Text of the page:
Ted Nelson via Scripting News:
Today’s nightmarish new world is controlled by ‘webmasters’, tekkies unlikely to understand the niceties of text issues and preoccupied with the Web’s exploding alphabet soup of embedded formats.
Nelson makes some good points about the uses of text. Later though, in his discussion of linking, he makes some troubling assertions.
I want to write a more thoughtful post in response, from the stand point of someone with a lot of experience with digital and analog text, and the worlds of vellum and and silicon. I’m going to have to find some time to sit down and write a bit about hypertext, and glosses, and manuscripts, and linking and annotation. This is a good opportunity to try using the Radio Story feature, for longer posts.
But in the meantime, I want to point to the proto Indo-European root for text, and subtle and architect and technology (but probably not badger)—they all come from *-teks. Yes, that’s right, Nelson’s “tekkie,” an epithet that always irritates me, is in fact derived from the same linguistic DNA that gave us his revered text.
And while you’re waiting for my magnum opus[sic], go read Stalking the Digital Rhetoric. It’s about text.
Wired has a review of multimedia artist dlsan’s HyperMacbeth. dlsan’s web-based piece of interactive performance art uses phrases from the play and places them against an annoying Flash annimation. He has also translated the Macbeth bits into Italian, and accompanied the production with music from Nine Inch Nails and others.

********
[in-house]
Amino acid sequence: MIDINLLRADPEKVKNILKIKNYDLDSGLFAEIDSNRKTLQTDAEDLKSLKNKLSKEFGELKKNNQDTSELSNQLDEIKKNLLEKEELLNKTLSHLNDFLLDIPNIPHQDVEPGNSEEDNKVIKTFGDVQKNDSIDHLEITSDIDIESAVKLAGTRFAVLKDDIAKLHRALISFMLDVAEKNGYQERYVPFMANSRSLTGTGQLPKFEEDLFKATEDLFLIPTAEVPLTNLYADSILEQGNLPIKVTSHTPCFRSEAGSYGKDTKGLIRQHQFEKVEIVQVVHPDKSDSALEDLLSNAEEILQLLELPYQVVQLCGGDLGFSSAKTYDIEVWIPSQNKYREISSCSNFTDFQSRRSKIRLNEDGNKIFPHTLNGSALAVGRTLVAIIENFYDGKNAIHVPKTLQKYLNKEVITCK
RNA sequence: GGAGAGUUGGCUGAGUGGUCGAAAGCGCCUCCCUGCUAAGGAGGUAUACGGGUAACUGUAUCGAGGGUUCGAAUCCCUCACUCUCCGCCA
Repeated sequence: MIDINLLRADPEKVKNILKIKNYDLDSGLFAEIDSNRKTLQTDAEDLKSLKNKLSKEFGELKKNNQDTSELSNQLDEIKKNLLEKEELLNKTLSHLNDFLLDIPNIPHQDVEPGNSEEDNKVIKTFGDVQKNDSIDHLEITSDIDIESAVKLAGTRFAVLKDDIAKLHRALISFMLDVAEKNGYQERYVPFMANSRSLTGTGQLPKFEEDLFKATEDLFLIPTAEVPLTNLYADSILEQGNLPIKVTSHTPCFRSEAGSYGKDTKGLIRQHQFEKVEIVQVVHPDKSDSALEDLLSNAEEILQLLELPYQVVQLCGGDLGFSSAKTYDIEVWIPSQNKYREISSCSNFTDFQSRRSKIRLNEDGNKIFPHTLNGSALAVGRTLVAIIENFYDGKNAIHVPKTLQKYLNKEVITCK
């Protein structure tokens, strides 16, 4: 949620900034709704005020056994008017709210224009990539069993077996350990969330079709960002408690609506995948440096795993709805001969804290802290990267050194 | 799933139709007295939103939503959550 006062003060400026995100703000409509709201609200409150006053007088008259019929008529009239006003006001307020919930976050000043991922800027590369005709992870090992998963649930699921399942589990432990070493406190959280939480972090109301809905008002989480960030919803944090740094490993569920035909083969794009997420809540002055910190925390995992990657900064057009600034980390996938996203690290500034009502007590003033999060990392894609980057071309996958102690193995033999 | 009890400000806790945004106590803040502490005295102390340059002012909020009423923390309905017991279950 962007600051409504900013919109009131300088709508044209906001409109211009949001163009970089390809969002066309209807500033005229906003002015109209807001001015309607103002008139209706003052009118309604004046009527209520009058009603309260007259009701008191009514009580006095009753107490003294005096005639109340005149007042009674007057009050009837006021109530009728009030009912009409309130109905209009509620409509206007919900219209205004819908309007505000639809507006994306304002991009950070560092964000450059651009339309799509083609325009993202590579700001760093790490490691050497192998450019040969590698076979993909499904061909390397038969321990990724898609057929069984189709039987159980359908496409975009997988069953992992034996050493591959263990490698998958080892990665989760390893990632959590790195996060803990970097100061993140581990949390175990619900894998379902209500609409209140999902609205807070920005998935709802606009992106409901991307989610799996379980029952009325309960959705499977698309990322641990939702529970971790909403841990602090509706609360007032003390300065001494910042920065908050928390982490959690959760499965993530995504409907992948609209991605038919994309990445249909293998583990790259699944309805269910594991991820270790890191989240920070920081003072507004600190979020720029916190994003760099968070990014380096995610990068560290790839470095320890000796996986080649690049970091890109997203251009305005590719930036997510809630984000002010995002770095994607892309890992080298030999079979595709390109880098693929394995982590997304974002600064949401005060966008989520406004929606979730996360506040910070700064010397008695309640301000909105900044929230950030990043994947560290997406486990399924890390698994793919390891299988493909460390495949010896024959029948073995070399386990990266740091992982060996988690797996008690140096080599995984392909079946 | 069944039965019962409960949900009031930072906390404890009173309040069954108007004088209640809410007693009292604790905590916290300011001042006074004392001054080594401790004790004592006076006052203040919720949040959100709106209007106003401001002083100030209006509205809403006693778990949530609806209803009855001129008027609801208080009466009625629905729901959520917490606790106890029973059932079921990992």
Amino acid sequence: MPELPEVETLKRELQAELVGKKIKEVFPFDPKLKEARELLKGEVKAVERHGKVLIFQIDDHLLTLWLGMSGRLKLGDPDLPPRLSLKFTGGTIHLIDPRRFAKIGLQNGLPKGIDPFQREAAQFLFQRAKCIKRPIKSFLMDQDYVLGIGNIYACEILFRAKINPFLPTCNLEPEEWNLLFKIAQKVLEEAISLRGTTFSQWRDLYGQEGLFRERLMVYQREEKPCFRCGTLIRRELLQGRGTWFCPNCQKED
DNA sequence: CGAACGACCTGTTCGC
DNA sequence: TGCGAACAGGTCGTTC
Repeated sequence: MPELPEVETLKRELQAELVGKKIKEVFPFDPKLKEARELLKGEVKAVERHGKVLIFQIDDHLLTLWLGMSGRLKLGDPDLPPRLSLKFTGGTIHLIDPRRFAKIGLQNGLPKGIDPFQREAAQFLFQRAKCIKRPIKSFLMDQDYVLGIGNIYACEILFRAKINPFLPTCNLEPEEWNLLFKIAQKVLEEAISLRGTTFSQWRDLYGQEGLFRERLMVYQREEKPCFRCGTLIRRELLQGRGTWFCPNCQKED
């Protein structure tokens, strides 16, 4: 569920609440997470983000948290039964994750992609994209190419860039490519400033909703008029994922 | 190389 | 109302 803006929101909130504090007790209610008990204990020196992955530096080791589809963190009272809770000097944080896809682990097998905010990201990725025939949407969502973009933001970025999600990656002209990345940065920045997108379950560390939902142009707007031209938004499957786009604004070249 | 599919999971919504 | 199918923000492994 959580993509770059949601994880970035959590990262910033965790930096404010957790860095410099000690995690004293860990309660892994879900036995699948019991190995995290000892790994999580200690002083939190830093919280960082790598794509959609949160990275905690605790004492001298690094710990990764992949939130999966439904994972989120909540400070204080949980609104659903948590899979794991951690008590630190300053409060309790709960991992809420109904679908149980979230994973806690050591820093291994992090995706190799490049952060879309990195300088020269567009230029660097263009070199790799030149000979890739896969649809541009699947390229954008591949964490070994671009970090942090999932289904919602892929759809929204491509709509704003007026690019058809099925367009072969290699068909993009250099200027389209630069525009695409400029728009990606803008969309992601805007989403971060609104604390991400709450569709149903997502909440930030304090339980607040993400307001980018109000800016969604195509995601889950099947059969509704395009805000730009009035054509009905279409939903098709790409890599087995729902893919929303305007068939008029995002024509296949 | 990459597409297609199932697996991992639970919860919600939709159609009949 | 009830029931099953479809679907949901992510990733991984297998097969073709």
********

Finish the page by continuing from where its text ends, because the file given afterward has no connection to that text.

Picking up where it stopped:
I hate it. Yeah, I know, it’s non-linear, it’s hypertext electronic literature, it’s art. I think it’s annoying and ugly and silly. I’d much rather look at and listen to the Mackers à la Eminem parody.
And for those of more scholarly bent, why then, you can’t do better than the Voyager Macbeth E-book CD-ROM.
I’ve been working, off and on, in between writing about the Mabinogi, on some pieces about standards. This morning I saw one of the smartest things I’ve ever read about working with a group, on standards or, frankly, just about any collaborative project.
Dave Winer writes:
Idea #1 — Yield to others
First, everyone involved, hopefully not too many people, must agree to the following statement.
If possible I’m going to do it the way you want to do it.p/>Look at how the words I and you are juxtaposed.
This is the inverse of how most mail list workgroups work, where people fight and dig in on having it their way. Instead of adopting the me-first approach, I’ll adopt the you-first approach. This is how you reach closure quickly and get the best ideas into the spec, and cull out the weak ones.
This makes a lot of sense to me. I’m definitely going to remember it. It’s generally the way I work (compromise is one of my best things) but I think a deliberate effort from everyone is an even better idea.
Now go read the whole thing. And yeah, I know, it would be nice if people practiced what they preached, but they don’t. That doesn’t mean you and I can’t though.
Jamie Kellner, the Chairman and CEO of Turner Broadcasting was recently interviewed by Inside. Among several truly idiotic and woefully uniformed statements, he uttered the following witless gem about “ad skipping,” fast forwarding through ads on television, or (horrors!) using Tivo or the like. Ad skipping, according to Kellner: